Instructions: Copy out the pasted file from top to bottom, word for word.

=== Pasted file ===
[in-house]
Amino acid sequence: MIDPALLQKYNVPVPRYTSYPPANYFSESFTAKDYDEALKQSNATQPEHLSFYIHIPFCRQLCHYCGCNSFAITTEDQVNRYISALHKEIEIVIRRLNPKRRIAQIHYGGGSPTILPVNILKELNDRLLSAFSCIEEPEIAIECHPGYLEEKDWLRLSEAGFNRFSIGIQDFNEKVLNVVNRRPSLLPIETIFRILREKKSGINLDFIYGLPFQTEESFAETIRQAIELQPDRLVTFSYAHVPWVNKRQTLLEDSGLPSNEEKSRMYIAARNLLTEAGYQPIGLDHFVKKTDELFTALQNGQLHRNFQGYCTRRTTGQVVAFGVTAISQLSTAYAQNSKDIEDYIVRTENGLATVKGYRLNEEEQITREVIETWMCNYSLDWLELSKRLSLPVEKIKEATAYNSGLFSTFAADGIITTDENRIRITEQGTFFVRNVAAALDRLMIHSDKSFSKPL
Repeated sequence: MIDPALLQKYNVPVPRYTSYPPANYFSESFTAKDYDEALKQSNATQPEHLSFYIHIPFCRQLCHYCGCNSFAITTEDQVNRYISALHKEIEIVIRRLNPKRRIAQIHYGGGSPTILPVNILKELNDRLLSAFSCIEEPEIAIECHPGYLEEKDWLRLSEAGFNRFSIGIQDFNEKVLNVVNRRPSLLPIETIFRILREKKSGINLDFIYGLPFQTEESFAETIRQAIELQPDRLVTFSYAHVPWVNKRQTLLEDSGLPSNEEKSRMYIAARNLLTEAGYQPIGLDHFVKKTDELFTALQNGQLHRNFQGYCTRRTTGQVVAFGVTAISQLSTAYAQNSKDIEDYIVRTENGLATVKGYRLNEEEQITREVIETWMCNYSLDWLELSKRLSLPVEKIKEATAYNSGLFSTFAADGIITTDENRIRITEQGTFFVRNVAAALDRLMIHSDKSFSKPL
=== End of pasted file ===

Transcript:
[in-house]
Amino acid sequence: MIDPALLQKYNVPVPRYTSYPPANYFSESFTAKDYDEALKQSNATQPEHLSFYIHIPFCRQLCHYCGCNSFAITTEDQVNRYISALHKEIEIVIRRLNPKRRIAQIHYGGGSPTILPVNILKELNDRLLSAFSCIEEPEIAIECHPGYLEEKDWLRLSEAGFNRFSIGIQDFNEKVLNVVNRRPSLLPIETIFRILREKKSGINLDFIYGLPFQTEESFAETIRQAIELQPDRLVTFSYAHVPWVNKRQTLLEDSGLPSNEEKSRMYIAARNLLTEAGYQPIGLDHFVKKTDELFTALQNGQLHRNFQGYCTRRTTGQVVAFGVTAISQLSTAYAQNSKDIEDYIVRTENGLATVKGYRLNEEEQITREVIETWMCNYSLDWLELSKRLSLPVEKIKEATAYNSGLFSTFAADGIITTDENRIRITEQGTFFVRNVAAALDRLMIHSDKSFSKPL
Repeated sequence: MIDPALLQKYNVPVPRYTSYPPANYFSESFTAKDYDEALKQSNATQPEHLSFYIHIPFCRQLCHYCGCNSFAITTEDQVNRYISALHKEIEIVIRRLNPKRRIAQIHYGGGSPTILPVNILKELNDRLLSAFSCIEEPEIAIECHPGYLEEKDWLRLSEAGFNRFSIGIQDFNEKVLNVVNRRPSLLPIETIFRILREKKSGINLDFIYGLPFQTEESFAETIRQAIELQPDRLVTFSYAHVPWVNKRQTLLEDSGLPSNEEKSRMYIAARNLLTEAGYQPIGLDHFVKKTDELFTALQNGQLHRNFQGYCTRRTTGQVVAFGVTAISQLSTAYAQNSKDIEDYIVRTENGLATVKGYRLNEEEQITREVIETWMCNYSLDWLELSKRLSLPVEKIKEATAYNSGLFSTFAADGIITTDENRIRITEQGTFFVRNVAAALDRLMIHSDKSFSKPL